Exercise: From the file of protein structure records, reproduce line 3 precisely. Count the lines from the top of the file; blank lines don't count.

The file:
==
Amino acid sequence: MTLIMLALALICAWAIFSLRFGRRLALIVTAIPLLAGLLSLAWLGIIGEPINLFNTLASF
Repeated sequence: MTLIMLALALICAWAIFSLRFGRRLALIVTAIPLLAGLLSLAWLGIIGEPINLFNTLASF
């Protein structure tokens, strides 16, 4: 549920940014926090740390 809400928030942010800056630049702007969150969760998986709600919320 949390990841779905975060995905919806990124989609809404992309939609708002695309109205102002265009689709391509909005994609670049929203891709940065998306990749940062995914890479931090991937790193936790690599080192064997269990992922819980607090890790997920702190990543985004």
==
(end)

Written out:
């Protein structure tokens, strides 16, 4: 549920940014926090740390 809400928030942010800056630049702007969150969760998986709600919320 949390990841779905975060995905919806990124989609809404992309939609708002695309109205102002265009689709391509909005994609670049929203891709940065998306990749940062995914890479931090991937790193936790690599080192064997269990992922819980607090890790997920702190990543985004």